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Code Blue signals extra shelter for those experiencing homelessness

Aimee Dilger
WVIA Photo
The blue light on Public Square in Wilkes-Barre signals when the city is under a Code Blue designation and an emergency shelter is available.

The blue light that shines on the coldest nights from the window of Keystone Mission in Scranton or on Public Square in Wilkes-Barre is an invitation: come in from the cold, we have room for you.

It signals to those experiencing homelessness in both cities that Keystone Mission’s emergency shelters are open for the night.

Executive Director Justin Behrens said Wilkes-Barre and Scranton will issue what is known as a Code Blue when temperatures drop below 20 degrees or there is more than a foot of snow in the area.

“We need to open up our doors to allow the homeless to stay overnight and get them out of the harsh conditions,” he said.

Keystone Mission works with both cities to issue the Code Blue designation and notify the community. Then, their shelters at the Transformation Center in Wilkes-Barre and Weston Field House in Scranton open overnight to accommodate anyone who does not already have space in another shelter.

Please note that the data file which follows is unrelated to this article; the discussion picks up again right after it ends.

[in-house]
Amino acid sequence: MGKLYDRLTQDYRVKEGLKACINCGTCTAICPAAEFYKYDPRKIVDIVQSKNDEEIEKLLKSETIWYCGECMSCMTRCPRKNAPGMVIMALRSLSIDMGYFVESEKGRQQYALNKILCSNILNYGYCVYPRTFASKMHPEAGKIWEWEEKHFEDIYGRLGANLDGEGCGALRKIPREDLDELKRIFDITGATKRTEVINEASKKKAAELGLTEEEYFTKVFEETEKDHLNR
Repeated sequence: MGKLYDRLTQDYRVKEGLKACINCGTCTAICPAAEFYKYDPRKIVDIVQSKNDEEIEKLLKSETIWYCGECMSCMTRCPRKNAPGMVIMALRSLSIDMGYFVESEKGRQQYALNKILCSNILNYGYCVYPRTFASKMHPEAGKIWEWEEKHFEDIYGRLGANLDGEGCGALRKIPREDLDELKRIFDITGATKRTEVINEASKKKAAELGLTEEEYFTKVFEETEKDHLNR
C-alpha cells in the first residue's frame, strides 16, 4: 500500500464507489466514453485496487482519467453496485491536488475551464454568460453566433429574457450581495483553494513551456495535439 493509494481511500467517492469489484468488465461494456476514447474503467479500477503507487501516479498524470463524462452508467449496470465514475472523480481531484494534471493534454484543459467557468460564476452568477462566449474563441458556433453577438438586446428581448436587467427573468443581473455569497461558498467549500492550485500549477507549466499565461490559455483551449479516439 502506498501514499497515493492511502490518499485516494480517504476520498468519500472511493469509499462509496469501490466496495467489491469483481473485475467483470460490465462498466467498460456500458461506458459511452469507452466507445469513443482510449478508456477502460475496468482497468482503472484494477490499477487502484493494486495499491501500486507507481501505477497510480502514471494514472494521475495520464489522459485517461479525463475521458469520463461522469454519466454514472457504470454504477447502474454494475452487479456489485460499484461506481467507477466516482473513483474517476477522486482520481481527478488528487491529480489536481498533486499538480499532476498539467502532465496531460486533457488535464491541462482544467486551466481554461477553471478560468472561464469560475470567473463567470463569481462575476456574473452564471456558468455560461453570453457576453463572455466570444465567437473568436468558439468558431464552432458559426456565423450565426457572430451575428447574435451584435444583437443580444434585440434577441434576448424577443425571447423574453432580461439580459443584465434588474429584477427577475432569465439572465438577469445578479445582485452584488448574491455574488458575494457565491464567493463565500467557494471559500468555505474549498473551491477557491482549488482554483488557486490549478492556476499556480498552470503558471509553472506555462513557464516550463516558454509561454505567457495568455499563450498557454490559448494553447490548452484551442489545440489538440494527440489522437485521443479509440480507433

The morning after a Code Blue, Behrens said those who stayed the night work with Keystone Mission volunteers and staff to connect with resources that can help with finding jobs, housing or other assistance.

“We listen to their story,” he said. “We refer all that information on that individual to our Innovation Center, which is like our day room.”

According to The Institute for Public Policy & Economic Development’s 2022 Indicators Report, Luzerne and Lackawanna Counties accounted for around 300 individuals experiencing homelessness in 2021.

Behrens said the population Keystone Mission sees is often transient, but still growing from year to year, particularly in Wilkes-Barre.

“Last year, we were seeing anywhere between 10 to 12 people that were staying in the shelter there,” he said. “This year, we’re up to 26.”

With plenty of cold nights still ahead, Behrens says Keystone Mission would welcome volunteers and extra blankets to get through the winter.

Sarah Scinto is the local host of All Things Considered on WVIA. She is a Connecticut native and graduate of King’s College in Wilkes-Barre, and has previously covered Northeastern Pennsylvania for The Scranton Times-Tribune, The Citizens’ Voice and Greater Pittston Progress.